Referencing Hacks #6 – Numbered Images

Numbered referencing can be one tough cookie to crack. One particular question we get asked a lot is how to reference an image taken from the internet using QUT Numbered referencing. Have no fear! We have consulted the experts and this is the template we recommend.

[number] Author. Title of image [image on the Internet]. Date [cited date]. Available from: URL

Don’t have all of these pieces of information for your image? Here are some handy hints on how to navigate this.

  • No author? Check for an organisation or corporate author. If still none, omit this information
  • No date? Replace this section with [date unknown].
  • No title? Write a brief description of the image in square brackets and put this where the title would be.

Of course this only makes sense with some examples. Have a look at these to get more of an idea of what your numbered reference should look like for an image.

[1] Breath in cold air [image on the Internet]. [date unknown] [cited 2017 Sept 11]. Available from: https://motorimpairment.neura.edu.au/wp-content/uploads/2015/07/breathing1.jpg

[2] Centres for Disease Control and Prevention. Shingles on face [image on the Internet]. 2011 [cited 2017 Aug 22]. Available from: http://www.cdc.gov/shingles/about/photos.html

[3] Wisegeek. [Exterior view of ear with dry skin] [image on the Internet]. [date unknown] [cited 2017 Sept 11]. Available from: http://www.wisegeek.com/how-do-i-treat-dry-skin-in-the-ears.htm#

You can view more referencing hacks from QUT Library and if you need assistance, contact your referencing experts!

Finding Information #2 – Searching PubMed

PubMed is a freely available version of the U.S. National Library of Medicine’s MEDLINE database and also provides access to some additional content not selected for MEDLINE. PubMed doesn’t contain full-text articles, but may link to publishers’ websites and other resources

Access PubMed via QUT Library’s Databases and specialised search tools. You can then select Health or view all databases to find the PubMed link. When you connect to PubMed, using your QUT login details, and search for information a QUT Fulltext Finder link may appear. This allows you to check if a fulltext copy of an article is available via QUT Library.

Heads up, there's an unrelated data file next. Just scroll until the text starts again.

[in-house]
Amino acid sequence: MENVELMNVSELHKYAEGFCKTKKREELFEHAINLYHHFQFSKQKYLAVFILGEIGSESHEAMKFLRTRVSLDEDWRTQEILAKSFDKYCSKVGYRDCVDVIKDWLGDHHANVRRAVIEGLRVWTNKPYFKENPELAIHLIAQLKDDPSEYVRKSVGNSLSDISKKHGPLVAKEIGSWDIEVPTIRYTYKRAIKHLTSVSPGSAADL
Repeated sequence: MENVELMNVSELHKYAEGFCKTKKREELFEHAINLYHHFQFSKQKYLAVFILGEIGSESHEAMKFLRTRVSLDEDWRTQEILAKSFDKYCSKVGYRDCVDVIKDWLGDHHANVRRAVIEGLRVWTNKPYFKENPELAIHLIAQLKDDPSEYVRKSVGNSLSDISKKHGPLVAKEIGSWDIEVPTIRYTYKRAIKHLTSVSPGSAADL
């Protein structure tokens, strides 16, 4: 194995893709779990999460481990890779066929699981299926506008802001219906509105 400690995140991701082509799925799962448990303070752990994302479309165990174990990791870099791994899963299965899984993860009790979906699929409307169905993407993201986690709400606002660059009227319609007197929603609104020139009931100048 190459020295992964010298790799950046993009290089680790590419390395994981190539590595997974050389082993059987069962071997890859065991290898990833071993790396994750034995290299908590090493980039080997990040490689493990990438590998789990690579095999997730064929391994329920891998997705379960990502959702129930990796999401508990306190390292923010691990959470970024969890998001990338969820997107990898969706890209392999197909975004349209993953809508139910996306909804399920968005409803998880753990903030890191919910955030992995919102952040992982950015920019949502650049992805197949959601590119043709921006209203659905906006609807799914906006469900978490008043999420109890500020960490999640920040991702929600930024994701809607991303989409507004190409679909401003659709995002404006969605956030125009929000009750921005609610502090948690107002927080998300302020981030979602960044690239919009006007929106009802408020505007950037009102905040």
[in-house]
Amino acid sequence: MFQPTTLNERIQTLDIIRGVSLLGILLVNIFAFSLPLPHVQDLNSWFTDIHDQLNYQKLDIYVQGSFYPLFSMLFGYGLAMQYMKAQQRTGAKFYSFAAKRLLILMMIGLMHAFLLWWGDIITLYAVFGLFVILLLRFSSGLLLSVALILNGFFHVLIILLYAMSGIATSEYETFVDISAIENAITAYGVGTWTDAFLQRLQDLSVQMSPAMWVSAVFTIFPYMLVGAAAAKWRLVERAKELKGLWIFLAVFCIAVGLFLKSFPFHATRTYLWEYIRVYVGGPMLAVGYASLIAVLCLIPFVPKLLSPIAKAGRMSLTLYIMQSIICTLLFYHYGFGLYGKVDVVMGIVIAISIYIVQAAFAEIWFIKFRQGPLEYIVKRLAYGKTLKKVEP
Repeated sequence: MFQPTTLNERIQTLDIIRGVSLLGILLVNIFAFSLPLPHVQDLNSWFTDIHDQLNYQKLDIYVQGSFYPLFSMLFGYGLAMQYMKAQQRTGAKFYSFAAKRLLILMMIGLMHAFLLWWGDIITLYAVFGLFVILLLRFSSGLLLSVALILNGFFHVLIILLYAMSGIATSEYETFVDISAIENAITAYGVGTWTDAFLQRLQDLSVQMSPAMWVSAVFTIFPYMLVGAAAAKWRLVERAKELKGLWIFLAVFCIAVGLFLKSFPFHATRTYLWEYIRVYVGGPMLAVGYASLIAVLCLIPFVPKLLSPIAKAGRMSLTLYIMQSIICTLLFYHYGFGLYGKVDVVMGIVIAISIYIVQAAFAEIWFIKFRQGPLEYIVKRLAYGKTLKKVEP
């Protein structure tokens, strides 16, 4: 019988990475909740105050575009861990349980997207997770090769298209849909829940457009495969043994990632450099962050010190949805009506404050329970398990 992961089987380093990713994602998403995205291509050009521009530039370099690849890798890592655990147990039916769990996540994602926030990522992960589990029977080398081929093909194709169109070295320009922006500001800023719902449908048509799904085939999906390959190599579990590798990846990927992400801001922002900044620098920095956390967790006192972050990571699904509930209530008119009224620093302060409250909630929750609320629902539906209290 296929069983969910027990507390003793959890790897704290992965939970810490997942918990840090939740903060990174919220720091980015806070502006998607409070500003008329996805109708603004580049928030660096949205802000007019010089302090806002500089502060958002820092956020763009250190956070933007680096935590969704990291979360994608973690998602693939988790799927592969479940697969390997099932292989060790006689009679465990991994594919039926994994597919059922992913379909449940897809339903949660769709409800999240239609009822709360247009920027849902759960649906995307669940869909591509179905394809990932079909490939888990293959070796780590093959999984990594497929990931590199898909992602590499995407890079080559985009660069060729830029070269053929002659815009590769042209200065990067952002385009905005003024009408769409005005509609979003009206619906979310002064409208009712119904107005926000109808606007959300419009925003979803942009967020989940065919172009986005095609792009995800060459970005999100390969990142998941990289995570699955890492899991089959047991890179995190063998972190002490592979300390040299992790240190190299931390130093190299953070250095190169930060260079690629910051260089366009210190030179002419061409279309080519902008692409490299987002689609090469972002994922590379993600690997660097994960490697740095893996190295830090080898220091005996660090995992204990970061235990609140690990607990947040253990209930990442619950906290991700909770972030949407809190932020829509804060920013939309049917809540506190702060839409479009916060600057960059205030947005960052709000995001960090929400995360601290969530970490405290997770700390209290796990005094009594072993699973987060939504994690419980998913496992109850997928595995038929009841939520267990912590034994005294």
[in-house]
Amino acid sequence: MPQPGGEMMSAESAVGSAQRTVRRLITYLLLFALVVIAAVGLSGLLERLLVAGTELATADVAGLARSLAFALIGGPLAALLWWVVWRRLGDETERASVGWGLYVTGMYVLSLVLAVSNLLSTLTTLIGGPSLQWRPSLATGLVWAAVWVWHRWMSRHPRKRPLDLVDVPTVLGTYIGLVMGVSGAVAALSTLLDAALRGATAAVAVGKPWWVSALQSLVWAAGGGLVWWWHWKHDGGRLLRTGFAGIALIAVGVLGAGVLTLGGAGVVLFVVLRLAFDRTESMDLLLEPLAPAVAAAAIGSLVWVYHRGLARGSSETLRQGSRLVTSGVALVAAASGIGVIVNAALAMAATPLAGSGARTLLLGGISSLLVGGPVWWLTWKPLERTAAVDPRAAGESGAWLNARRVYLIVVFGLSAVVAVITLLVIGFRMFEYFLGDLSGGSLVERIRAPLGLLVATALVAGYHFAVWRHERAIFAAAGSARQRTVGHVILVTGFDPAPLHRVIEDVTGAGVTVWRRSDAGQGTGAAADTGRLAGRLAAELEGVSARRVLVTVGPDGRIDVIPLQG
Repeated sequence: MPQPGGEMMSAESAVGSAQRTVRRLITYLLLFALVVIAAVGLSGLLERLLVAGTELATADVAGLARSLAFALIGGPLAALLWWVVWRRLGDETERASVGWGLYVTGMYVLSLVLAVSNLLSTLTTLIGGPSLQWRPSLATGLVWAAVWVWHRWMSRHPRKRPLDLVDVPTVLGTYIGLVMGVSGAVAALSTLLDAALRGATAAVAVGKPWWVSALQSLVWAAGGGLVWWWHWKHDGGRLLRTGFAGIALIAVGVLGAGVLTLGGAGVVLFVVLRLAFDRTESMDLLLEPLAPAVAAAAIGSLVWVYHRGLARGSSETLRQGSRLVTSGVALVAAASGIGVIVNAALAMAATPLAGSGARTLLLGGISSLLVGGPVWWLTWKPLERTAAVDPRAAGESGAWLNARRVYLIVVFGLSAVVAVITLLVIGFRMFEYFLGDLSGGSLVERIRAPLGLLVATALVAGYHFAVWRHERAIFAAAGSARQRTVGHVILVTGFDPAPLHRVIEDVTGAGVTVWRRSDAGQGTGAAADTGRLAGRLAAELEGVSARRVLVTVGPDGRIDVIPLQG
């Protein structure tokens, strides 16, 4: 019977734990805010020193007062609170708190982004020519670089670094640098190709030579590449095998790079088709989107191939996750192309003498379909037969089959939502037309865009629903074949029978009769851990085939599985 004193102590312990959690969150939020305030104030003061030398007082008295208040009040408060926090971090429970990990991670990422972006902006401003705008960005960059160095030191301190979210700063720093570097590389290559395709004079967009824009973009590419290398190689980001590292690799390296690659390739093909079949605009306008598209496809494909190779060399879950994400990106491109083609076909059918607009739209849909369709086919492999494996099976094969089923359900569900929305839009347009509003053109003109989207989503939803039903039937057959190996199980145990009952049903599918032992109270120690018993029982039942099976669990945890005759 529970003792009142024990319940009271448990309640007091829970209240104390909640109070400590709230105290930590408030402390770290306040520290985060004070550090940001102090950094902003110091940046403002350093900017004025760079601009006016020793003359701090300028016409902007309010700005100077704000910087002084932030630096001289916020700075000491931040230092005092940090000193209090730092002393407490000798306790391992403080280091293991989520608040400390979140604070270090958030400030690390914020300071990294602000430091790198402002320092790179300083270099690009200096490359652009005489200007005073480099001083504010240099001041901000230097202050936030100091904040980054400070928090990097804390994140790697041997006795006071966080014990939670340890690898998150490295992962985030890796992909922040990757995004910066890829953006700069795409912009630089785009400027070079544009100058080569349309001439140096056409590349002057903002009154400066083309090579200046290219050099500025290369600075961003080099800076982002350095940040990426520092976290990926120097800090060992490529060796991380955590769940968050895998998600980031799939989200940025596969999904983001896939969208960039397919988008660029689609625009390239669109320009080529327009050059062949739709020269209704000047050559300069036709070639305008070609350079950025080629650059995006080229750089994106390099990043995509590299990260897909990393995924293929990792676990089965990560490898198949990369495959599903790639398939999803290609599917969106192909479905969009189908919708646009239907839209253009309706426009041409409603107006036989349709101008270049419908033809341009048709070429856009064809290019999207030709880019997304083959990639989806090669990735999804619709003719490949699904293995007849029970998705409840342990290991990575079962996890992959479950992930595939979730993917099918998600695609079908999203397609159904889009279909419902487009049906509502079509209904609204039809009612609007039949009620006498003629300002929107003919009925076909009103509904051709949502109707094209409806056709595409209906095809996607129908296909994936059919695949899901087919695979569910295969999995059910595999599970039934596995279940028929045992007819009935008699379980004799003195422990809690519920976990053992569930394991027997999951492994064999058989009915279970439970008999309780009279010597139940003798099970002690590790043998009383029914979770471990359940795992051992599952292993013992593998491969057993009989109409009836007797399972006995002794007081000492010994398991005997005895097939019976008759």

Simple steps for searching PubMed:

  1. Identify your search terms for each of your main concepts
  2. Perform a simple search by entering terms in the PubMed search box
  3. Include terms from the controlled vocabulary MeSH (Medical Subject Headings)
  4. Use the advanced search to see your search history and combine searches
  5. Apply limits to your search results using the filters sidebar

PubMed uses Automatic Term Mapping which automatically searches for phrases and MeSH terms. Check for successful mapping to MeSH terms by viewing the “Search details” box on your Search results page.

For more help searching PubMed, check out the comprehensive online PubMed Tutorial.

Finding Information #1 – Quickfind Advanced Search

Did you know that QUT Library’s Quickfind searches over 80% of all the resources available at QUT? If you are looking for a book, journal article, report or newspaper article this is a great first place to look!

Quickfind’s Advanced Search can help you find information you need efficiently. You can find the Advanced Search underneath the Quickfind Search Bar.

QUT Library Homepage with advanced search icon highlighted.

Once you are in the Advance Search screen type your keywords into the search boxes. To search efficiently, put each concept or keyword on a different line and choose the right Search Operators to separate the lines. After you’ve entered your keywords you can refine your results further by selecting certain publication years to look at or by choosing the content type you want to focus on, such as articles or books. Advanced Search also allows you to select peer reviewed sources as another option to refine your results. By refining your search using the Advanced Search you will save time and get to relevant results faster, woo!